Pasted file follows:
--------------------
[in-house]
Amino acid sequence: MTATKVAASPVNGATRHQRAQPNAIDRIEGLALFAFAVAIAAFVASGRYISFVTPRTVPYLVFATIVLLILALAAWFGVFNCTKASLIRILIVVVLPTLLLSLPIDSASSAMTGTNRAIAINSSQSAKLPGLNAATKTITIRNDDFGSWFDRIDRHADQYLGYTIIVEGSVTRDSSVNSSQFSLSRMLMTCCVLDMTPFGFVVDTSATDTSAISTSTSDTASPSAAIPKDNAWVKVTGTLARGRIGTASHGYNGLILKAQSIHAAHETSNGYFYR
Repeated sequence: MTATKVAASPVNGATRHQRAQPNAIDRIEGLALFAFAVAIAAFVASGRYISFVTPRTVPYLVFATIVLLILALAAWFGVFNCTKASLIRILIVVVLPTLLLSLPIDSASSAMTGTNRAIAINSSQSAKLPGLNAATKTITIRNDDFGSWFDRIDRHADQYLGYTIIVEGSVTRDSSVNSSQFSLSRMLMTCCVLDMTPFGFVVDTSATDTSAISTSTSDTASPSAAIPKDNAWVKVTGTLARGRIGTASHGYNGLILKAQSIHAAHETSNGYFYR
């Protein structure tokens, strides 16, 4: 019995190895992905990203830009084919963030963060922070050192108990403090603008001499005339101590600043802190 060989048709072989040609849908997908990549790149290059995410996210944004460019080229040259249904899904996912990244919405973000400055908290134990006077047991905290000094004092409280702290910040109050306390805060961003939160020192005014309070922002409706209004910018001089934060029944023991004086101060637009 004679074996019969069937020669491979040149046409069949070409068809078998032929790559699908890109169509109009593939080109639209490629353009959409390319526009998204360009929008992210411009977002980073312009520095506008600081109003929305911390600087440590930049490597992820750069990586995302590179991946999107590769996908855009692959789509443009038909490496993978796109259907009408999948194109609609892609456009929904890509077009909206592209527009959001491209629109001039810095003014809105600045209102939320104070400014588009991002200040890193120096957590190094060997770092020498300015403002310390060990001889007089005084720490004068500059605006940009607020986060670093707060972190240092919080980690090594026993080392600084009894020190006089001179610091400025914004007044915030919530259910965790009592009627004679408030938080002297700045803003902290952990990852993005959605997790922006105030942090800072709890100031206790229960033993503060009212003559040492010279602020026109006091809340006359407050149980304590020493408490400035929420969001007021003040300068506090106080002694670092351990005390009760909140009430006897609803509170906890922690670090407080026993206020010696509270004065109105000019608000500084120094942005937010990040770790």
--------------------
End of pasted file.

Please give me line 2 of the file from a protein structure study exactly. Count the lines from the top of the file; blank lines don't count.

Amino acid sequence: MTATKVAASPVNGATRHQRAQPNAIDRIEGLALFAFAVAIAAFVASGRYISFVTPRTVPYLVFATIVLLILALAAWFGVFNCTKASLIRILIVVVLPTLLLSLPIDSASSAMTGTNRAIAINSSQSAKLPGLNAATKTITIRNDDFGSWFDRIDRHADQYLGYTIIVEGSVTRDSSVNSSQFSLSRMLMTCCVLDMTPFGFVVDTSATDTSAISTSTSDTASPSAAIPKDNAWVKVTGTLARGRIGTASHGYNGLILKAQSIHAAHETSNGYFYR